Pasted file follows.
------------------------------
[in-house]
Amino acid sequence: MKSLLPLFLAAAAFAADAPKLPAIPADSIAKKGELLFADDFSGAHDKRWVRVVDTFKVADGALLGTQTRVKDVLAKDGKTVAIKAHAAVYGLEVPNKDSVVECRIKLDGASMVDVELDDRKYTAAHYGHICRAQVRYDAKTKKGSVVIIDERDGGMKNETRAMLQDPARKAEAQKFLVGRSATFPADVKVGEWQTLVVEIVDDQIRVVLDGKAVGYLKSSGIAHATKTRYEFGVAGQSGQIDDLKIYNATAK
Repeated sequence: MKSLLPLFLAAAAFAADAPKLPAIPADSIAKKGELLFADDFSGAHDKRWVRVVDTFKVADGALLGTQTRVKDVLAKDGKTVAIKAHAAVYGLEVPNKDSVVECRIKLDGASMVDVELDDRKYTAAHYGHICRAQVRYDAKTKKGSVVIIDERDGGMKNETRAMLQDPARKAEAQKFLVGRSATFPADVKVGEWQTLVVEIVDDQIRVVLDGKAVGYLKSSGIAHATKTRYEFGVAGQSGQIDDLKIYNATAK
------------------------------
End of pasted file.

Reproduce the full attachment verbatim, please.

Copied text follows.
[in-house]
Amino acid sequence: MKSLLPLFLAAAAFAADAPKLPAIPADSIAKKGELLFADDFSGAHDKRWVRVVDTFKVADGALLGTQTRVKDVLAKDGKTVAIKAHAAVYGLEVPNKDSVVECRIKLDGASMVDVELDDRKYTAAHYGHICRAQVRYDAKTKKGSVVIIDERDGGMKNETRAMLQDPARKAEAQKFLVGRSATFPADVKVGEWQTLVVEIVDDQIRVVLDGKAVGYLKSSGIAHATKTRYEFGVAGQSGQIDDLKIYNATAK
Repeated sequence: MKSLLPLFLAAAAFAADAPKLPAIPADSIAKKGELLFADDFSGAHDKRWVRVVDTFKVADGALLGTQTRVKDVLAKDGKTVAIKAHAAVYGLEVPNKDSVVECRIKLDGASMVDVELDDRKYTAAHYGHICRAQVRYDAKTKKGSVVIIDERDGGMKNETRAMLQDPARKAEAQKFLVGRSATFPADVKVGEWQTLVVEIVDDQIRVVLDGKAVGYLKSSGIAHATKTRYEFGVAGQSGQIDDLKIYNATAK